AN enormous amount of my work revolves around e-mail. I get requests for work, and I get the components of the jobs that I’m working on through e-mail. I send the results of my work and progress reports out through e-mail. A lot of what I do involves receiving e-mail, reacting to it, and either returning it or sending it on.

Much of what I do with e-mail generates more than just e-mail. E-mail turns into appointments in my day book, reference notes, and portions of projects that I’m working on.

Despite the relationship between e-mail and all of the other things that I do, for many years I resisted using a personal information manager on my desktop computer. It seemed sort of pointless to have all of my appointments in my computer when people kept asking about my free time in corridors. A personal digital assistant (first a Palm, now a Handspring Visor) changed my life. I switched over to a personal information manager (Outlook) instead of just an e-mail client and use my PDA to enter and to refer to data when I’m away from my desk.

None of this data is in a database, at least not in any relational database that I can access effectively. This drives me nuts. In the business world, only a small part of the data that a company uses is in a relational database (let alone in the same relational database). The small part of the data that’s machine readable is spread over Word documents, Excel spreadsheets, and e-mail systems, among other systems. This would drive most businesses nuts too, but they’re spending so much time managing their relational databases that they just ignore the non-relational data.

There are basically three potential solutions to the problem. One is to keep all of your data in a single database.

This is Oracle’s strategy, which makes sense if you’ve got more than 35 percent of the database server market (and more than 60 percent of the non-mainframe market). The second alternative is to provide a uniform way to access all possible data stores. This is Microsoft’s strategy, which makes sense if you’ve got less than 20 percent of the database server market. The third alternative is to provide some way of moving data between all possible sources, which is what XML is supposed to do. This makes sense if you’ve got time on your hands.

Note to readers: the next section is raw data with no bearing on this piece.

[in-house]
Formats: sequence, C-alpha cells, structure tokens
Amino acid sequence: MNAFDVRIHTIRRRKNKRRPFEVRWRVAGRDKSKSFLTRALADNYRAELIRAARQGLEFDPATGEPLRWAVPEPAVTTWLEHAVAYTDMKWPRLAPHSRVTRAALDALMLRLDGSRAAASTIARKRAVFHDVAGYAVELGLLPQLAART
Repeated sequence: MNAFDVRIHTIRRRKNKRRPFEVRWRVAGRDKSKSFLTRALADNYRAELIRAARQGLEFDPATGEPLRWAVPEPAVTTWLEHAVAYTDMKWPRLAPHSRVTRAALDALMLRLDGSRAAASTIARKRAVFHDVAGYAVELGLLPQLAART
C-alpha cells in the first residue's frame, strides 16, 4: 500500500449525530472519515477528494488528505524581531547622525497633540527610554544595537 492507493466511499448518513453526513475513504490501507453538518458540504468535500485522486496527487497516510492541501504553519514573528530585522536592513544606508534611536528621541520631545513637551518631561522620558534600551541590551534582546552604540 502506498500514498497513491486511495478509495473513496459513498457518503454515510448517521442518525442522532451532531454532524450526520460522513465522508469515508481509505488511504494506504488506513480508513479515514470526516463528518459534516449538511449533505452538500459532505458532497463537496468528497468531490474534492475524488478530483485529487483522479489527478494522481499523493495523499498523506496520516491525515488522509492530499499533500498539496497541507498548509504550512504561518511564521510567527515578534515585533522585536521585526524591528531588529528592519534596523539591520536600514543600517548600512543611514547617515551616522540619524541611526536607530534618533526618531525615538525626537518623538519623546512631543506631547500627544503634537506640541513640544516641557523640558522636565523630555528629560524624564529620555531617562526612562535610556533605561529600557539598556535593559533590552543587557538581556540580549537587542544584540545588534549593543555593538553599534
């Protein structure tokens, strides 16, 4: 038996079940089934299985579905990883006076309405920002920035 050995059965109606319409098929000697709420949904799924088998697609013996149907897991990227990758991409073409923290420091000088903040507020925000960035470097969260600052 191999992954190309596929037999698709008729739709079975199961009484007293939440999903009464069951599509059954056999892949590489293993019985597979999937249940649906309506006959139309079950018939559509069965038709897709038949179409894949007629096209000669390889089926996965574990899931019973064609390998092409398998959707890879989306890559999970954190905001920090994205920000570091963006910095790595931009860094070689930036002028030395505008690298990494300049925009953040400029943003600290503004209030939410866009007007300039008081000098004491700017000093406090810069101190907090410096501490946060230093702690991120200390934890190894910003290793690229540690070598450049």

I don’t want to knock the power of XML, but moving data around so that you can convert and re-convert between data formats is time-consuming and error-prone. There’s also the problem of synchronizing your data. I worked for one company where we were regularly downloading data from a mainframe database to Access databases so that the data could be accessed from the PC-based tools that we were using. Of course, as soon as one transaction was processed on the mainframe after the download, our Access data was out of date. It was a nightmare. I still wake up screaming, and when I do, my wife just says, “It’s the data conversion, isn’t it?”

The problem with the single data access strategy is the format in which the data is returned. Microsoft’s ADO, for instance, returns data in recordsets. It’s a wonderful format, but it doesn’t travel across the Internet well and can’t be processed on any platform except Windows. However, if all of the data came back as XML, then it could travel over the Internet well (it’s just text) and could be processed on any platform (using any of the standard XML processing tools).

Not surprisingly, then, almost every database vendor is providing ways to receive and return XML documents. Microsoft has done this with SQL Server, but it remains to be seen whether similar capabilities will be provided for Jet.

With Access 2002, you can export and import data in XML format from both Jet and SQL Server. That moves you back to the third solution of having a common format for moving data around—not a happy thought. There are also some significant issues around the way that Access 2002 creates its XML documents, which I’ll discuss in an upcoming article in our Access 2002 series.

What’s left to put together now is a universal, platform-independent way to submit requests for data. To a certain extent, there’s even a contender in this area, Java Database Connectivity. However, the goal of the new standard would be to allow a developer in any language to submit a data request from any client on any platform to any type of data manager on any other platform. That request would probably be in some XML format, and the result would have to come back in some standard XML format. The only organization that could establish a standard in this area is, I think, the World Wide Web Consortium. Currently, they’re working on a standard for querying XML documents (XQuery). I think that’s great, and I’ve discussed it in our sister newsletter, XML Developer.

But what I really want is an XML-based tool for querying and updating any data source, not just XML documents.

Christmas is only six months away. I don’t think that it’s too much to ask for.

About Peter Vogel

After 10 years of editing Smart Access, Peter continues to develop with Access (though he also does a lot of .NET stuff). Peter is also still editing other people's article--he even self-published a book on writing user manuals ("rtfm*") with a blog here.
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